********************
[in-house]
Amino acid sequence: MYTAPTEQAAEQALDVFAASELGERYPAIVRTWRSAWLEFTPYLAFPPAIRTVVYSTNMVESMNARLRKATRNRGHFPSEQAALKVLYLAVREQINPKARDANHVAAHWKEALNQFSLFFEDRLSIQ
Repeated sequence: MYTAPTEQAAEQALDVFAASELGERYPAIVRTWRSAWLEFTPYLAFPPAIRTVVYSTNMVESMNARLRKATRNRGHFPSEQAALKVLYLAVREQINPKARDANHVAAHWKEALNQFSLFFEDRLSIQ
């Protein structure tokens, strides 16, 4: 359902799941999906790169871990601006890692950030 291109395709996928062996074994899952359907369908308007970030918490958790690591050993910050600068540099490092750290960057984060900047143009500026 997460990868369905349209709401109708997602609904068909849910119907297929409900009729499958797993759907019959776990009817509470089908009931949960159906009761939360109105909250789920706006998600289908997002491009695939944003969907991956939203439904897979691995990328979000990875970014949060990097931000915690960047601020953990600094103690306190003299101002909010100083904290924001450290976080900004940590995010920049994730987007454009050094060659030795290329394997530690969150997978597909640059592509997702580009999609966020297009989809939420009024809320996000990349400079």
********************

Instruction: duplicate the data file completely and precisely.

[in-house]
Amino acid sequence: MYTAPTEQAAEQALDVFAASELGERYPAIVRTWRSAWLEFTPYLAFPPAIRTVVYSTNMVESMNARLRKATRNRGHFPSEQAALKVLYLAVREQINPKARDANHVAAHWKEALNQFSLFFEDRLSIQ
Repeated sequence: MYTAPTEQAAEQALDVFAASELGERYPAIVRTWRSAWLEFTPYLAFPPAIRTVVYSTNMVESMNARLRKATRNRGHFPSEQAALKVLYLAVREQINPKARDANHVAAHWKEALNQFSLFFEDRLSIQ
């Protein structure tokens, strides 16, 4: 359902799941999906790169871990601006890692950030 291109395709996928062996074994899952359907369908308007970030918490958790690591050993910050600068540099490092750290960057984060900047143009500026 997460990868369905349209709401109708997602609904068909849910119907297929409900009729499958797993759907019959776990009817509470089908009931949960159906009761939360109105909250789920706006998600289908997002491009695939944003969907991956939203439904897979691995990328979000990875970014949060990097931000915690960047601020953990600094103690306190003299101002909010100083904290924001450290976080900004940590995010920049994730987007454009050094060659030795290329394997530690969150997978597909640059592509997702580009999609966020297009989809939420009024809320996000990349400079």